To do this effectively, we have to be a little intentional about how we live with one another. When James writes that we should be quick to listen, slow to speak, and slow to grow angry, he’s talking about how we live together as a community of faith. If we really believe that what brings us all to this place is God at work in each of our lives, then we have to listen to one another describe what that means for each of our lives. And it’s only as we listen, as we become immersed in that shared experience of God at work all around us, that we can then really begin to speak with one another like a family gathered around a table.

Now families can be challenging, there is no denying that. There’s an image floating around social media that I’ve been really tempted to print out and put up in my office. It’s of a squirrel standing like this and the captain says “Relax… We’re all crazy… It’s not a competition.”

But James reminds us that we must be slow to anger because this whole community thing isn’t just about our individual selves: it’s abut our collective self. Most of the time I find that when I’m angry, it’s because what I wanted to happen didn’t happen or that what I didn’t want to happen did. But really it’s about not getting my way. And that’s a really terrible way to be in community. Jesus calls us to live as servants, and James reinforces this by reminding us that life in community isn’t about us, isn’t about getting our way, isn’t about our standing out in the crowd. True, pure devotion is this: to care for those who cannot care for themselves and have no way of ever repaying us for that service.

So if we really want to take this community thing seriously, we have to check our own interests, we have to stop talking and listen, and we have to let what we hear soak into us and draw us together. Because its only when we hold as our common foundation the experience of God at work in our lives, only when the “thin moments” and the “thin places” of our lives become moments and places that we share with one another, that we will find in this place the kind of community that can truly transform us and deeply impact our lives and the lives of others around us.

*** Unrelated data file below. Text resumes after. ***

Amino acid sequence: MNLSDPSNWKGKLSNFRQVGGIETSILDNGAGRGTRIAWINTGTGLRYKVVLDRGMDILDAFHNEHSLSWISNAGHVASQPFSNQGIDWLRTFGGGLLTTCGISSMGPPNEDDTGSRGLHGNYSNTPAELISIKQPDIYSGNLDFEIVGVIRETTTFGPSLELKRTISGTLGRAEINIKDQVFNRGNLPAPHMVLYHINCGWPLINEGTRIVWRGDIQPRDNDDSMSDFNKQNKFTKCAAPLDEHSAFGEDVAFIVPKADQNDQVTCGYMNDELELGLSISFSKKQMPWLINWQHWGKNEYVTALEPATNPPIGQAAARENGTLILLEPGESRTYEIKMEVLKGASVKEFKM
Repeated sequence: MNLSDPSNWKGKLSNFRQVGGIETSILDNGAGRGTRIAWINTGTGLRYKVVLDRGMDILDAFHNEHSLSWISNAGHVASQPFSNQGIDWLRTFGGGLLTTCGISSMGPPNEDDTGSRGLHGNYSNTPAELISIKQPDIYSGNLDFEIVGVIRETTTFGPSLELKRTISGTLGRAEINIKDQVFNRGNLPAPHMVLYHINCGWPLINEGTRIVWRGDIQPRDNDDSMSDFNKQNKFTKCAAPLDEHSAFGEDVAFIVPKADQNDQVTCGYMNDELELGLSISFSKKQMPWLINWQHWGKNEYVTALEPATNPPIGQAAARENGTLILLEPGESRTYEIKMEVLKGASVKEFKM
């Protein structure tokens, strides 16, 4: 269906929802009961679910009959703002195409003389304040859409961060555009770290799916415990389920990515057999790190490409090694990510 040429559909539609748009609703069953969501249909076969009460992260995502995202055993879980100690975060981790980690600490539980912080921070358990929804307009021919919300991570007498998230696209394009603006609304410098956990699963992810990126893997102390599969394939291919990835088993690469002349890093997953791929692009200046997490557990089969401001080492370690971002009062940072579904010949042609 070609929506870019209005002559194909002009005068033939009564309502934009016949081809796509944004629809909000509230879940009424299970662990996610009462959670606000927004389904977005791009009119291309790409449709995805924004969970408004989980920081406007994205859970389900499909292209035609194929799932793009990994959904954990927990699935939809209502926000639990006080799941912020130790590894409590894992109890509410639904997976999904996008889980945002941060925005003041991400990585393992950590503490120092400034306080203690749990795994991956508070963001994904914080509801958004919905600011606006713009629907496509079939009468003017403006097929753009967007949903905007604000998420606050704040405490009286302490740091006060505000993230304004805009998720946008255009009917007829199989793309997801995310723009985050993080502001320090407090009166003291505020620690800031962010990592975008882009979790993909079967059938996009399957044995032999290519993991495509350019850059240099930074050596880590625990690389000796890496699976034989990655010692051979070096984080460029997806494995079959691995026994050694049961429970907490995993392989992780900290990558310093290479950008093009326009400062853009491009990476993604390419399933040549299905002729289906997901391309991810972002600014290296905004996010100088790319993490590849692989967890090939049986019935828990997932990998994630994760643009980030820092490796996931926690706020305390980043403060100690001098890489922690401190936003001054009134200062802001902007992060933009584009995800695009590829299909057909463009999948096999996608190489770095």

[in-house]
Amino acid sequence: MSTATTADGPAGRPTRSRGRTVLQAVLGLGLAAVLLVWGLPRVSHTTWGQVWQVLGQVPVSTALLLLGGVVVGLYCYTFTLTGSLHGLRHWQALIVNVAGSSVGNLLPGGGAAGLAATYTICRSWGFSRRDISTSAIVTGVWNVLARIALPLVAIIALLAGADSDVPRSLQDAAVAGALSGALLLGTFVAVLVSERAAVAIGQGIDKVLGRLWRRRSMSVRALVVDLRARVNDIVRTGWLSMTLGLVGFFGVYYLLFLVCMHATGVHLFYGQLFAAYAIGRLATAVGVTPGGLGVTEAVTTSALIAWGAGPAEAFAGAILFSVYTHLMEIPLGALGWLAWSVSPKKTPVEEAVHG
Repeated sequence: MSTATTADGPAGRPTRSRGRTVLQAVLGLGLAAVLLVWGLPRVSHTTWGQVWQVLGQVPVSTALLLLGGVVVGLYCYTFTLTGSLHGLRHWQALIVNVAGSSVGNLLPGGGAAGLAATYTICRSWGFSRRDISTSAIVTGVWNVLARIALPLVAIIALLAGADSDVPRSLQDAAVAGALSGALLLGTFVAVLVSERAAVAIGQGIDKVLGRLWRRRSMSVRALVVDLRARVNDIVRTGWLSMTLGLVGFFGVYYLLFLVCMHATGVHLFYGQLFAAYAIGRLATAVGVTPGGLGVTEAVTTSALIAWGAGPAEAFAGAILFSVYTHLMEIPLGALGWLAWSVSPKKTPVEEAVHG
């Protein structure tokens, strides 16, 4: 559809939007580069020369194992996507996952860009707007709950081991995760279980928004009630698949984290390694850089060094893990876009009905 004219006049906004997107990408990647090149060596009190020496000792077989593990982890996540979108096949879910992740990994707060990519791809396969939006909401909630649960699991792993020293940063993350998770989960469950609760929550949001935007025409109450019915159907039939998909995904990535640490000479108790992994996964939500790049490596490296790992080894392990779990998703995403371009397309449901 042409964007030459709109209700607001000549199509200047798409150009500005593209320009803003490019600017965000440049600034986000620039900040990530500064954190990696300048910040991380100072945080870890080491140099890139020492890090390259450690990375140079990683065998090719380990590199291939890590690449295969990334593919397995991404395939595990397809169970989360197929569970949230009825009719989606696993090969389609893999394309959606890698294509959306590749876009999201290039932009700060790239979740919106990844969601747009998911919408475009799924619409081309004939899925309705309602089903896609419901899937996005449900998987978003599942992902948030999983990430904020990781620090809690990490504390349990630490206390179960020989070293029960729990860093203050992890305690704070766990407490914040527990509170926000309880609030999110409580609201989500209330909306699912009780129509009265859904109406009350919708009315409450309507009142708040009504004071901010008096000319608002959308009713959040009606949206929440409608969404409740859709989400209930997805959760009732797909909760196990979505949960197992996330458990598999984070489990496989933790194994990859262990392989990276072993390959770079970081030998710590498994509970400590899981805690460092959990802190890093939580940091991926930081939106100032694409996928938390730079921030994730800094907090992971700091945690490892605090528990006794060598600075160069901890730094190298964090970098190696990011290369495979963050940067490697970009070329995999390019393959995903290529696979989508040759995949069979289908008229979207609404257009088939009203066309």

For any who might shrug at this community building work or think of it as “fluffy” but not urgent business, especially not in a time of crisis, I would say that this is the most fundamental part of what we do together and it has never been more important.

Alex and Alison at the Goodbye Party
Alex and Alison at the Goodbye Party

Since last December when we moved back into this building, we have had around twenty new families visit our church, many of whom are beginning to regularly participate in our life together. We’ve conducted four new baptisms. We brought two new youth on our mission trip. We are lined up to have as many as 15 new confirmands next year. We are set to have twice as many Church School teachers as we had last year. And those are just the stats that cross my desk as Associate Pastor for Children and Youth. Everywhere in this church there are signs of new life, and that’s an awesome thing to see!

But if we don’t take seriously the task of building a healthy community that they can be a part of, that new life will wither on the vine. If these new faces, whether new to us altogether or “new” in the sense of taking on new roles and responsibilities, don’t find the opportunity to connect with others in this congregation, the chance to hear your stories and see your gifts, the space to tell their own experiences of God at work in their lives and share the gifts and talents that God has given them, then we will have failed in our work. And that is what it all comes down to: there is no secret church growth formula, what makes a church is the people in this room and the relationships they have with one another. There is nothing more important for the life of this community than the community itself.

Now that warning is not to suggest that we are in bad shape: on the contrary, I’m extraordinarily encouraged by what I have seen in this place these past two years. Even in the hard conversations about the challenges we face, I’m encouraged. All throughout this church, from the Pastor’s study to the sofa’s in the youth room, important conversations are happening, meaningful connections are getting made, and a powerful foundation of faith for this community is being laid out. It’s hard work, no doubt, but it’s really important work and I only wish I could be here to see how it all unfolds.

As I’m leaving to move on to the next phase in my ministry, I will always look back fondly on my time here at Saugtuck. I have learned a lot from this place. I have grown a lot serving in this place. And I have incredible hope and optimism about the future of this place! Don’t ever loose sight of the importance of community: instead, may you be quick to listen, slow to speak, and slow to grow angry as you continue in life together and share the experience of God at work in and among and through you.

Amen.

 

Dana and MaryEllen give Alex a gift from the congregation.
Dana and MaryEllen give Alex a gift from the congregation.